Grays Harbor Commission Chamber in Aberdeen from 9 a.m. to 1 p.m. Thursday, June 14. For more information about the PA workshop or to RSVP, visit tinyurl.com/ highway101forum or contact Aken at firstname.lastname@example.org or 206-905-6928.
Workshop on downtowns slated today
â€œOur county is going to have to give something to make it an incentive for people to bring their businesses here,â€? Roth said, â€œeither a tax reduction [or] building some kind of a structure of some sort.â€? Roth cited the areaâ€™s shipping facilities and airport as assets for attracting business. â€œIf you donâ€™t market yourself, you donâ€™t get the business,â€? she said. Morris said the county should take a leadership role in determining community priorities and then take steps to realize those focused goals. She said legislators told her they want to hear â€œone voiceâ€? rather than hearing what the varied priorities of the city, port and county are. â€œYou will see that businesses will be attracted here, people will be attracted here, if they understand what we are offering and what they have to gain from it,â€? Morris said. â€œAnd I donâ€™t think we are at that point now because if you called and spoke to various entities in this county, you would get a different message about what we have to offer.â€? Incumbent Chapman said the county shouldnâ€™t market itself but rather should improve infrastructure. â€œLocal government doesnâ€™t spend your tax dol-
WEDNESDAY, JUNE 6, 2012
WEDNESDAY, JUNE 6, 2012
PENINSULA DAILY NEWS
Clallam County tables update, revisions to master parks plan BY ROB OLLIKAINEN PENINSULA DAILY NEWS
PORT ANGELES â€” Clallam County will hit the refresh button on its parks and recreation master plan to stay eligible for future grants to improve its parks system. The three commissioners Tuesday tabled a resolution to adopt an updated plan for one week, allowing staff to make final adjustments to the 128-page document. The draft update of the 2005-2015 comprehensive park and recreation master plan is available at www. clallam.net. Clallam County Parks, Fair and Facilities Manager Joel Winborn outlined the revisions at a public hearing Tuesday. Most of the changes are technical, with no immediate additions or subtractions to the countyâ€™s 20-park system. â€œIn order for us to continue to apply for state grant funding to assist in acquiring new or improving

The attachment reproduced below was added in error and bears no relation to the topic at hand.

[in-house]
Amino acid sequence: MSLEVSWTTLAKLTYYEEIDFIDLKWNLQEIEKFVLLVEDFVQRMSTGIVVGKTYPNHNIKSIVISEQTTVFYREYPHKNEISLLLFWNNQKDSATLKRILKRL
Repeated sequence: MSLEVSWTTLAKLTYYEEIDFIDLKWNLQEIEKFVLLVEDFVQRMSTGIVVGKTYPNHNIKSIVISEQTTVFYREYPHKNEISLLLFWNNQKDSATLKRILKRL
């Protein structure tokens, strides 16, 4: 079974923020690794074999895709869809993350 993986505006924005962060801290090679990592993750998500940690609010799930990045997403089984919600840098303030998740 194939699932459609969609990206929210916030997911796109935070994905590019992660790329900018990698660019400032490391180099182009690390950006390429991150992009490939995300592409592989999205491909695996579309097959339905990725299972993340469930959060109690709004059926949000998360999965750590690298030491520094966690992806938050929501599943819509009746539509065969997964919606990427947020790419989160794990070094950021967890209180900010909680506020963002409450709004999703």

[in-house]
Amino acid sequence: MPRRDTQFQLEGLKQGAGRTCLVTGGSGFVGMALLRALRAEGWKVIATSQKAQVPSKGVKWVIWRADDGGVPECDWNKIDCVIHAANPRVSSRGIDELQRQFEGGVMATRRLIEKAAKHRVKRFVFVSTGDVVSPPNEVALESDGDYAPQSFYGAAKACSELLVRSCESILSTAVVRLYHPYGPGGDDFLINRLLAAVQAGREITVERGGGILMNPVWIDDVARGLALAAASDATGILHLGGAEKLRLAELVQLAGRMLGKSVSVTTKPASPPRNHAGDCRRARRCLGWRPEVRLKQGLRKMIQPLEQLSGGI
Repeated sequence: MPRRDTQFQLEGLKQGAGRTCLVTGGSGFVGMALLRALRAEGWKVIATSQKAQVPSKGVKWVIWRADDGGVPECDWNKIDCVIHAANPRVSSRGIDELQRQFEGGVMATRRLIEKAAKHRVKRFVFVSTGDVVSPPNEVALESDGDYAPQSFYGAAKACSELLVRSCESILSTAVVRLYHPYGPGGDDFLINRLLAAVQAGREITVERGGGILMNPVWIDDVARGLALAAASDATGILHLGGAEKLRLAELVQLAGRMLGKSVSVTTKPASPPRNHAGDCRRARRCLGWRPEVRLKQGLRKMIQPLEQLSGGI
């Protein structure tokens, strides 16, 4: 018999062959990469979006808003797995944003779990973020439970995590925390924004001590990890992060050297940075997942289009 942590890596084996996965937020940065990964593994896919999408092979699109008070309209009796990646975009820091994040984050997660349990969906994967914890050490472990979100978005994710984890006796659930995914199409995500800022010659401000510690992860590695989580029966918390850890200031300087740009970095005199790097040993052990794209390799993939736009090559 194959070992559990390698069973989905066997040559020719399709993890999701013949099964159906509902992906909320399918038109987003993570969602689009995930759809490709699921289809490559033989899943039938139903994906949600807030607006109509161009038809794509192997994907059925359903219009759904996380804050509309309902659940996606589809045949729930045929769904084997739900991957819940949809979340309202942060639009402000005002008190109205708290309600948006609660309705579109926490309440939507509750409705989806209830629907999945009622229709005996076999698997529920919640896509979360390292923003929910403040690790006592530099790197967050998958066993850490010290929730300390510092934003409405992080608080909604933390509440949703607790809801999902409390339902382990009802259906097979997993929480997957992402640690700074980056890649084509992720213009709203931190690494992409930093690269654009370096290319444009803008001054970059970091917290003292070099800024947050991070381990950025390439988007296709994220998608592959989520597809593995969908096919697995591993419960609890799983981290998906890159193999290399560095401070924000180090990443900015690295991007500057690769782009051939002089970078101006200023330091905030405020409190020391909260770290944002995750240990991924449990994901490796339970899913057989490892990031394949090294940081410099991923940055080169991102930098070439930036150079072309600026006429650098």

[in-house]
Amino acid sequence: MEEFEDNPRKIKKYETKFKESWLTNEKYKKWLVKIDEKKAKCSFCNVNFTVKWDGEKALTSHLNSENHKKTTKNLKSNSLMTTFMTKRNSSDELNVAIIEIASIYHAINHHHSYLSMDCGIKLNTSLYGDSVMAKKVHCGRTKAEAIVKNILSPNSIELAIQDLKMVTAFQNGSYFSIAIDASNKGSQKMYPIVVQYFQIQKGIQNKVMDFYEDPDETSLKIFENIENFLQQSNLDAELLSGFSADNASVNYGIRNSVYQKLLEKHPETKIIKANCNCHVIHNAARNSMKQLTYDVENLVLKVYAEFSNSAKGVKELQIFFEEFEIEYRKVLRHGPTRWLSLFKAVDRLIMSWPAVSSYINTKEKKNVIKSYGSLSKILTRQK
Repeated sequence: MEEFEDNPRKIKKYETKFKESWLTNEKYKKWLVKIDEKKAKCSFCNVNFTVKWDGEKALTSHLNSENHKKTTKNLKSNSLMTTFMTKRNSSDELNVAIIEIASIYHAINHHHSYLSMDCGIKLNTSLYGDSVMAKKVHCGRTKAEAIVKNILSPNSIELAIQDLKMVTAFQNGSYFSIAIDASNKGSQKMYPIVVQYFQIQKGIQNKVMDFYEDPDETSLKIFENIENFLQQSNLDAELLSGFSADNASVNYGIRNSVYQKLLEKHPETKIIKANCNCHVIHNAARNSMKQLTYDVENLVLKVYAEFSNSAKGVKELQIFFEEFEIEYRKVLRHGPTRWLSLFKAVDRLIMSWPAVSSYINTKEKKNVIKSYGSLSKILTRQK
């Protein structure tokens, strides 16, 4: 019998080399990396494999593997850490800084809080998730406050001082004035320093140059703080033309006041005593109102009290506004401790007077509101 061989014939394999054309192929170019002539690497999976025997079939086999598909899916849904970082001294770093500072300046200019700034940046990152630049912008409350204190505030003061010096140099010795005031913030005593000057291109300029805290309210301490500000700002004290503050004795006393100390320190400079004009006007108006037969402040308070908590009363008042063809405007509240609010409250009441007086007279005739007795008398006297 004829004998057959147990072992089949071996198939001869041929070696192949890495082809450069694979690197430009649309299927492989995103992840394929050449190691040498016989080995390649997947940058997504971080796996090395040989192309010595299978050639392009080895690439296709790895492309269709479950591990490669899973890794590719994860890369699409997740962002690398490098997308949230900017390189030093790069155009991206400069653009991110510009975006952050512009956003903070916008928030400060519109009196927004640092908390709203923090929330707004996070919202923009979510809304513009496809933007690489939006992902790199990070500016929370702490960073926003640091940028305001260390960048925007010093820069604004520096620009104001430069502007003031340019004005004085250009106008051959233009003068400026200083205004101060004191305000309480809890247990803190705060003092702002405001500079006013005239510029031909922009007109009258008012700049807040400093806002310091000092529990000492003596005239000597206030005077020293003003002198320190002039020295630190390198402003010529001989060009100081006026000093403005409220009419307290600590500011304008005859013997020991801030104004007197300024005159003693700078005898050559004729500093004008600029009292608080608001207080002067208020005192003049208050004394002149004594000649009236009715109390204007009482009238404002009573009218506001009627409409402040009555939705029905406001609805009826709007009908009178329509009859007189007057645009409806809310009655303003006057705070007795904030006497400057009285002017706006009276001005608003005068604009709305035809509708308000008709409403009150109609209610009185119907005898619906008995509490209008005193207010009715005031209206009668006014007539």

existing park lands, our comprehensive parks and recreation master plan must be up to date and Winborn on file with the state Recreation and Conservation Funding Board,â€? Winborn said. â€œOnce our plan is approved, it will then be sent on to the state for their approval.â€? The deadline for filing is June 15. The purpose of the plan is threefold, Winborn said. It provides guidelines for the county to develop its parks and recreation potential, identifies specific needs for park facilities and recreation programs, and establishes an action plan. The county Parks Board and staff unanimously approved the proposed changes. Key revisions in the update include:
â– Adds a statement of best-management practices and clarifies the public input process. â– Updates a list of historical sites and resource maps. â– Adds new information on existing parks and a list of public beaches and beach access points. â– Updates Americans with Disabilities Act standards as they pertain to county parks. â– Updates population figures and the results of a Parks Department community interest and opinion survey. â– Adds properties to a list of proposed tideland and upland acquisitions and capital improvement plan for existing parks.
Lake Aldwell Road gate Meanwhile, commissioners said they would schedule a second work session to discuss a request from the National Park Service to put a gate on Lake Aldwell Road, the county road that
provides access to the southwest edge of the former Lake Aldwell. The gate would block vehicle access to the dry lake bed but would permit foot traffic. In a letter to the county road department, Elwha restoration project manager Brian Winter requested permission to install a gate in one of three locations to prevent â€œresource damage and theftâ€? on the dry lake bed. County Engineer Ross Tyler said the request stemmed from off-road vehicles using the lake bed and the theft of a wagon wheel that was posted for sale on Craigslist. Commissioners Monday said they would allow the gate at the site closest to the river lake because it provided the best public access. Tyler added that the parkâ€™s preferred location for the gate â€” the middle of the three â€” had limited parking.